The Communist Manifesto in The Catcher in the Rye by J.D Salinger

620 Words 3 Pages
In the novel, The Catcher in the Rye, J.D Salinger depicts a narration of Holden Caulfield’s encounters. Holden is portrayed as a high school student that is judgmental towards adults while kinder to the youth. Holden does not want to grow up and he thinks that if one is approaching adulthood, one will turn into a phony. Holden’s leniency towards younger people, such as his sister, is because of his dilemma of growing up or not, his distaste for adult phonies, and his own childhood.
Holden’s dislike for adult phonies causes him to not want to enter adulthood. Holden fears that if he enters adulthood, he will become a phony, which he loathes. While Holden is listening to Mr. Spencer’s lecture, his mind wanders: “If a boy’s mother was sort
…show more content…
Throughout the entire book, Holden perceives many adults as “phonies”.
Holden is reluctant to enter adulthood because he cherishes his childhood. Through the course of the book, Holden unknowingly symbolizes the ducks in the Central park pond as the two worlds, adulthood and childhood. Holden remarks, “I was wondering where the ducks went when the lagoon got all icy and frozen over. I wondered if some guy came in a truck and took them away to a zoo or something,” he continues, “Or if they just flew away” (13). Holden is unsure whether or not to enter adulthood. When Holden is writing the essay for Ackley and chooses the topic of his death brother, Allie, Holden describes his fondness of Allie: “God, he was a nice kid though” (38). Holden treasures his childhood since his brother was part of it. Holden does not want to enter adulthood because he reminisces his childhood.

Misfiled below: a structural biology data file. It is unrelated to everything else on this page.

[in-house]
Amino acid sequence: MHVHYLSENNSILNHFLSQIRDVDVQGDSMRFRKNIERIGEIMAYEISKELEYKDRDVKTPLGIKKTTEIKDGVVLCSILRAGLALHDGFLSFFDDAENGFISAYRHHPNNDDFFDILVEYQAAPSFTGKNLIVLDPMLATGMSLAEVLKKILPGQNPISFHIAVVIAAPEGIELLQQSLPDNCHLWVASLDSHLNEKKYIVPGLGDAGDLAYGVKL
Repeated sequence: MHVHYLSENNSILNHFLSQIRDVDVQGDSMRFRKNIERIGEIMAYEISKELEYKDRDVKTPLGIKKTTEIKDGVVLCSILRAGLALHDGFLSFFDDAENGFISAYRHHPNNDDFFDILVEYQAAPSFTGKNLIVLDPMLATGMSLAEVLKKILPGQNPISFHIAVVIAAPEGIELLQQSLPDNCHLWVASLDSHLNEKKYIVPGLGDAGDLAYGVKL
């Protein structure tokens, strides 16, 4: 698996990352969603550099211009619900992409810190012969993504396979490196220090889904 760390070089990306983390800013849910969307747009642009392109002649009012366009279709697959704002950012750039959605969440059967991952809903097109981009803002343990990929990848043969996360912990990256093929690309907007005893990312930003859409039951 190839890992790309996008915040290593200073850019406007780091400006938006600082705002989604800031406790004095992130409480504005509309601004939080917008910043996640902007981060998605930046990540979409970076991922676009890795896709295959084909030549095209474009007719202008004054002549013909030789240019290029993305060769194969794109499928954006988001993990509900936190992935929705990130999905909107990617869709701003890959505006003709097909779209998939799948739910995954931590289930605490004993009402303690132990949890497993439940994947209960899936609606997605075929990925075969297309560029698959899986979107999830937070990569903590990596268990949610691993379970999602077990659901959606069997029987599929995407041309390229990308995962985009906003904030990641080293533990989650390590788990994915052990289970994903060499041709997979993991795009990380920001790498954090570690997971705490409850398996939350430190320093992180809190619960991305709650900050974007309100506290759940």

Holden is affectionate towards his sister and other children in his attempt to save them from adulthood. When Phoebe puts on the red hunting hat on Holden, J.D Salinger emphasizes Holden’s affection towards his sister: “Then what she did—it damn near killed me—she reached in my coat pocket and took out my red hunting hat and put it on my head” (212). Holden must really care for his sister since it “damn near killed him”. This is the closest that Holden has gotten to truly expressing his feelings. When Holden asks a girl in the park where Phoebe would be,
Open Document